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Jury pools are 81% white,
but whites make up only 64% of the population

The right to be judged by a fair and impartial jury of one’s peers is a fundamental bedrock principle of the criminal justice system, rooted in the North Carolina and United States constitutions. This right is threatened on two main levels: first, the demographics of the group of potential jurors that arrive in the courtroom, then through use of peremptory strikes by attorneys in trial. Not having a jury of one’s peers has been shown to have dire consequences on the outcome of a trial.

JURY POOL DIVERSITY

81%

White Jurors Available for Service

16%

Black Jurors Available for Service

1%

Native American Jurors Available

.3%

Latino Jurors Available for Service

Of those 7,421 eligible to be struck in a 2012 study of death penalty cases in North Carolina, 81.6% were white, 16.3% were black, 1.1% were Native American, and 0.3% were Latino. Compare those numbers to the North Carolina general population: 64% white, 22% black, 1.6% Native American, 8.9% Latino.

In non-capital cases, few studies have been done on whether the entire pools from which attorneys have to draw their juries actually reflect the demographics of the area in which a trial takes place. The study cited above and copious anecdotal evidence, however, suggests that jury pools do not reflect the racial or ethnic composition of the surrounding communities. Underrepresentation of racial or ethnic groups in jury pools has serious ramifications. Studies have shown that the composition of jury pools influences outcomes (conviction versus acquittal) of criminal trials, and that the appearance of race-based exclusion from jury service undermines the perceived legitimacy of the justice system. Additionally, jury service is a shared civic responsibility from which no citizen should be excluded on the basis of race or ethnicity.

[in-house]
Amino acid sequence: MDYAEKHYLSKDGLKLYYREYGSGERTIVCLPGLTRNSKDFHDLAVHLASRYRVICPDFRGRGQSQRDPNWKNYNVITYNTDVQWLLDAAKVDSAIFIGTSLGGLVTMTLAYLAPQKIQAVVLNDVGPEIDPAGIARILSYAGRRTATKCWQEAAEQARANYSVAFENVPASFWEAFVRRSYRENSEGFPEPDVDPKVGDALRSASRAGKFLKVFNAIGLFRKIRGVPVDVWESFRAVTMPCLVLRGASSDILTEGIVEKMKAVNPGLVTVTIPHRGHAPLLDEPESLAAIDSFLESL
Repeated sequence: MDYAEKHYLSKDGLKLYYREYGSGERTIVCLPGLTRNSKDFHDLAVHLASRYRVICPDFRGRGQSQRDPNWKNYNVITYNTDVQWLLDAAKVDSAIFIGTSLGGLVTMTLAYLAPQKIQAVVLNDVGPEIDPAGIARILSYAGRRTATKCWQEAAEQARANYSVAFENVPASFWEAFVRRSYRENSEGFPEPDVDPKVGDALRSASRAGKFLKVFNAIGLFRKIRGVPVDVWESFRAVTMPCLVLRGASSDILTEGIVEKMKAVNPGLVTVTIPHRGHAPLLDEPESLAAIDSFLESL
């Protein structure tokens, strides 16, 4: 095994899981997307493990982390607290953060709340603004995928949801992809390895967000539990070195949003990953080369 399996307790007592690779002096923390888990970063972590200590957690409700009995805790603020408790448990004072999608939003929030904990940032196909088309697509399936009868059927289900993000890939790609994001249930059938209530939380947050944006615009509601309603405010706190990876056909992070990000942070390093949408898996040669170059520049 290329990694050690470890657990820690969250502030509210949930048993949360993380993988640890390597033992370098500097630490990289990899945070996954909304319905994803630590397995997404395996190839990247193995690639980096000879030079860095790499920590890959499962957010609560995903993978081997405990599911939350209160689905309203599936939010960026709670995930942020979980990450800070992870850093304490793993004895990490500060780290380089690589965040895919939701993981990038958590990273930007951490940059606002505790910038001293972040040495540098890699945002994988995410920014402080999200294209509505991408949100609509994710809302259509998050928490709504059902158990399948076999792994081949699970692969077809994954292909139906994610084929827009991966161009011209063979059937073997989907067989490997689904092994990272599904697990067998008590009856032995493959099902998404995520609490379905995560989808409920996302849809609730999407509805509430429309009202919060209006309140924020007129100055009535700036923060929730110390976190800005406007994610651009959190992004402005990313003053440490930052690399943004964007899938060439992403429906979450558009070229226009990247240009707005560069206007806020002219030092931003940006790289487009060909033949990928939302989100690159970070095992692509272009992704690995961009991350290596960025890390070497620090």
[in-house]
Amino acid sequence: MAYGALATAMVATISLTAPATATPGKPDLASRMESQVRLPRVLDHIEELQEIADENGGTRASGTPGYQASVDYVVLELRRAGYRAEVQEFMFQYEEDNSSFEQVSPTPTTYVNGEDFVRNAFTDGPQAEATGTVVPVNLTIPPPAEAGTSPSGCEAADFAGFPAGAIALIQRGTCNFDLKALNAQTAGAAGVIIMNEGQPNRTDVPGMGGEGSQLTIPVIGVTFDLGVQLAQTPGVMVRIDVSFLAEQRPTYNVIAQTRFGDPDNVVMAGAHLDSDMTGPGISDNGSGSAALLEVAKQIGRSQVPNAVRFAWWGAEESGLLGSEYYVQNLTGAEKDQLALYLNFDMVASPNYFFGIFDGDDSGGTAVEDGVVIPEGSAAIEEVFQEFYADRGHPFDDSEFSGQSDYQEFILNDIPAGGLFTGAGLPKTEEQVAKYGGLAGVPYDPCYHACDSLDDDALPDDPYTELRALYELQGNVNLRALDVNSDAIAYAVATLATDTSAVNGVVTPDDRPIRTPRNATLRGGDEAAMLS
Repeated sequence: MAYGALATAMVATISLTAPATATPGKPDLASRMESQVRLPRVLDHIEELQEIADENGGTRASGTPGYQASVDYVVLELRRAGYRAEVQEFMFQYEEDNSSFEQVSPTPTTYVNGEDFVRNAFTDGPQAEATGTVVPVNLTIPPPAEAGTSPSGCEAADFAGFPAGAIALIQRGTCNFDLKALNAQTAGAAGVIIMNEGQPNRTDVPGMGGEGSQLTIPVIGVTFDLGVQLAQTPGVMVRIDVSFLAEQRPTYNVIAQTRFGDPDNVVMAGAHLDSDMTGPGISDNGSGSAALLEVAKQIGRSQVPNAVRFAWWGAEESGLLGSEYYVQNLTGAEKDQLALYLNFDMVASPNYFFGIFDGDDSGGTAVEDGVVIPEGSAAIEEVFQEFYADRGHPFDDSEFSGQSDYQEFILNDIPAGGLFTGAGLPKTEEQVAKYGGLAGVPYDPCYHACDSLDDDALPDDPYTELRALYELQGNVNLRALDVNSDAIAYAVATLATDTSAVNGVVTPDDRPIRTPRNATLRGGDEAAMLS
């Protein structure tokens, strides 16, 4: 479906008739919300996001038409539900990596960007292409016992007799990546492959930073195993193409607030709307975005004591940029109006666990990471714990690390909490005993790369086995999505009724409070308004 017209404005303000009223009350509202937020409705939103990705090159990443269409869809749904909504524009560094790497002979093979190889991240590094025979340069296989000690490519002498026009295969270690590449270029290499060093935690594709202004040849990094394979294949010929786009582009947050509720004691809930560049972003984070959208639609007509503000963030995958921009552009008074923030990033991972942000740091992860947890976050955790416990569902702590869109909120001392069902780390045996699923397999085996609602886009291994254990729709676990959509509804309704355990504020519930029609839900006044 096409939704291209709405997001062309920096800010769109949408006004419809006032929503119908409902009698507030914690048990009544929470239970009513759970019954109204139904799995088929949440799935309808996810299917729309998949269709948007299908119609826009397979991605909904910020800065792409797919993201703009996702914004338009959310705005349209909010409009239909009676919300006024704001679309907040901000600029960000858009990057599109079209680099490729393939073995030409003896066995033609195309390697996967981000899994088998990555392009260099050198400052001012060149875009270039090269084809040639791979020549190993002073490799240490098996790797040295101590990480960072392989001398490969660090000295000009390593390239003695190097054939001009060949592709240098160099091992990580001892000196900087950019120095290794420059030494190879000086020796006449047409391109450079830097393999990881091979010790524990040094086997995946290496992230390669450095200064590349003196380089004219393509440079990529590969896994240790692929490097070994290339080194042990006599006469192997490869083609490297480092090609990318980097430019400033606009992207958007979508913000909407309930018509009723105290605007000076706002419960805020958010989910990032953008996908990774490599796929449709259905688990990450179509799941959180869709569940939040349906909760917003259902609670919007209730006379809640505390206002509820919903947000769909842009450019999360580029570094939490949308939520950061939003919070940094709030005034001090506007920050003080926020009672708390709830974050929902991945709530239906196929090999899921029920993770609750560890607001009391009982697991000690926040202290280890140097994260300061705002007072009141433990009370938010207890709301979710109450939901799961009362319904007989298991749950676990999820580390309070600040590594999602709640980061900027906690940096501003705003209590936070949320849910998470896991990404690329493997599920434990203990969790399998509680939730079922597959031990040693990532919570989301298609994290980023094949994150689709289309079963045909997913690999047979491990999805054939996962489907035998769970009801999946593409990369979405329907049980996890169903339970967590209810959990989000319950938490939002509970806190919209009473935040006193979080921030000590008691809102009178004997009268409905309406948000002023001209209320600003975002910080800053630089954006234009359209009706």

NC-CRED is co-sponsoring research by Dr. Maureen Berner at the UNC School of Government that will determine the representativeness of the jury pool in North Carolina’s District 15B.

Jury Composition Does Impact Case Outcome

81%

All White Jury:

Conviction Rate for Black Defendants

66%

All White Jury:

Conviction Rate for White Defendants

73%

At Least One Black Juror:

Conviction Rate for Black Defendants

71%

At Least One Black Juror:

Conviction Rate for White Defendants

According to a Duke University study, juries formed from all-white jury pools in Florida convicted black defendants 16% more often than white defendants. Black defendants were convicted 81% of the time, while white defendants were convicted only 66% of the time. When at least one member of the jury pool was black, conviction rates for white (73%) and black (71%) defendants were nearly identical.

Solutions to Lack of Jury Pool Diversity

Diversity in jury pools has been increased in Nebraska by expanding the way the “master list” of potential jury member’s names are collected. Just like North Carolina’s law {N.C.G.S.§ 9-2(b)}, Nebraska’s law used to cull names for jury service from only voter and driver rolls. Nebraska has found that by simply adding state identification card holders to this list, the representation of blacks, Latinos and in some cases Native Americans has significantly improved.

16.1

Rate of Disparity for Black Jurors before Reform

8

Rate of Disparity for Latino Jurors Before Reform

1.8

Rate of Disparity for Black Jurors after Reform

4.6

Rate of Disparity for Latino Jurors after Reform

Level of disparity before the law changed to include state identification card holders was 16.1 for blacks, it has been reduced to 1.8 after the law changed. Level of disparity for Latinos was 8.0 and it has been reduced to 4.6—this is in one of the counties they studied. (Native American disparity rate stayed stagnant for this county at 0.5)